She survived, though, and escaped Kigali, and she and Des Forges did their best to get the Clinton administration to act – to no avail.

Des Forges appeared as an expert witness in 11 trials for genocide at the ICTR, three trials in Belgium, and at trials in Switzerland, the Netherlands, and Canada. Her book “No Witness Must Survive” is regarded as the reference work on the Rwandan genocide…Des Forges was also a senior adviser to Human Rights Watch, whose boss Kenneth Roth called her “truly wonderful, the epitome of the human rights activist – principled, dispassionate, committed to the truth and to using that truth to protect ordinary people. She was among the first to highlight the ethnic tensions that led to the genocide, and when it happened and the world stood by and watched, Alison did everything humanly possible to save people.”



Stop right there

Feb 13th, 2009 12:49 pm | By

What was that we were saying about free speech? About internalized censorship? About the idea that laws against ‘blasphemy’ and ‘defamation’ of religion make genuine free speech impossible?

I am in receipt of notes from the copy-editor of Does God Hate Women? on the subject of “possible defamation/points of contention that could cause offence.” There are eight items; all but two ask about ‘defamation’ of or ‘inflammatory’ statements about Islam; none are about the Vatican, the Southern Baptist Convention, the FLDS, Hindutva, Orthodox Judaism, or any other religious outfit or religion discussed in the book. The passages questioned, like the book as a whole, is heavily referenced, while ‘defamation’ refers to false statements. In short – internalized censorship is alive and well and flourishing.



What we talk about when we talk about riots

Feb 12th, 2009 6:38 pm | By

Johann responds to the riots. He apologizes humbly; he explains that he only meant that free speech is a good idea in general but not of course if it offends anyone, or risks offending anyone, or might offend anyone if the wind were from the north, or could conceivably offend a very touchy person who hadn’t eaten in four days and had a hangover; he says it has always been his view that writers and journalists and thinkers and polemicists should always first consult with the community, and the leaders of the community, and the spiritual guides of the community, and every cleric within a five thousand mile radius, and Wall Street, and the tide tables, and a homeopath, before writing anything longer than a shopping list or more substantive than a signature on a check. He says he doesn’t know what got into him when he wrote that article that so offended some very nice people (men mostly, or entirely) in Kolkata that they rioted so enthusiastically that the central city was shut down. He says it must have been something he et. He says from now on he will write only friendly, indeed affectionate things about religion.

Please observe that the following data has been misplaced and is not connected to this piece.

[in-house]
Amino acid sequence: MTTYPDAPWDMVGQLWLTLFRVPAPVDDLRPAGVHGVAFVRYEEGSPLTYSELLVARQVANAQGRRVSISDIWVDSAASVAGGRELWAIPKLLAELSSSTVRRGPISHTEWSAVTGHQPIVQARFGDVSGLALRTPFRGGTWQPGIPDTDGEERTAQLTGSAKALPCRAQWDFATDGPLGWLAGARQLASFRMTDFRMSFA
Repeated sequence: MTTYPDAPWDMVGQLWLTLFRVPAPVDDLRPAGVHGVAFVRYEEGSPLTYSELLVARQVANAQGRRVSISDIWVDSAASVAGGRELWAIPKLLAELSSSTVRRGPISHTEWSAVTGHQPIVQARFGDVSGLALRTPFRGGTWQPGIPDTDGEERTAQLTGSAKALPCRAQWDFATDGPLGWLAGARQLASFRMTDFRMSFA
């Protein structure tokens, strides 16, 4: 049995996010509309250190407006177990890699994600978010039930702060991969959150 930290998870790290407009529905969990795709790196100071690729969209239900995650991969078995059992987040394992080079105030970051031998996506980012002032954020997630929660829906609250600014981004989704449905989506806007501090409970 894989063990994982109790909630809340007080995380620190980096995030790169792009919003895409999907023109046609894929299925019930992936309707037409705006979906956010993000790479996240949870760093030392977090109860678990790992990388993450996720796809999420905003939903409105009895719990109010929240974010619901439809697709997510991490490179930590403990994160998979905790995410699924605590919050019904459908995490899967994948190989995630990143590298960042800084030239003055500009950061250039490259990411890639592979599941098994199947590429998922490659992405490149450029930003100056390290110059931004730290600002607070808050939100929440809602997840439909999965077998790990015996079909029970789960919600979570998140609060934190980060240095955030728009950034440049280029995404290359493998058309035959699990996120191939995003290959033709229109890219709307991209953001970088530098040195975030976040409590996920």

No he doesn’t. He does the other thing.

What should an honest defender of free speech say in this position? Every word I wrote was true. I believe the right to openly discuss religion, and follow the facts wherever they lead us, is one of the most precious on earth — especially in a democracy of a billion people rivven with streaks of fanaticism from a minority of Muslims, Hindus and Sikhs. So I cannot and will not apologize.

Attaboy. Not that it so much as occurred to me that he would say anything else.

It’s also worth going through the arguments of the Western defenders of these protesters, because they too aren’t going away. Already I have had e-mails and bloggers saying I was “asking for it” by writing a “needlessly provocative” article. When there is a disagreement and one side uses violence, it is a reassuring rhetorical stance to claim both sides are in the wrong, and you take a happy position somewhere in the middle. But is this true? I wrote an article defending human rights, and stating simple facts. Fanatics want to arrest or kill me for it. Is there equivalence here?

Uh – no. We need to defend human rights, and we need to defend our right to defend human rights, as people rioting and arresting and threatening make all too horribly clear. It’s bottomlessly depressing that anyone thinks Johann did anything conceivably remotely wrong, any more than Sayed Pervez Kambaksh did, as Johann points out: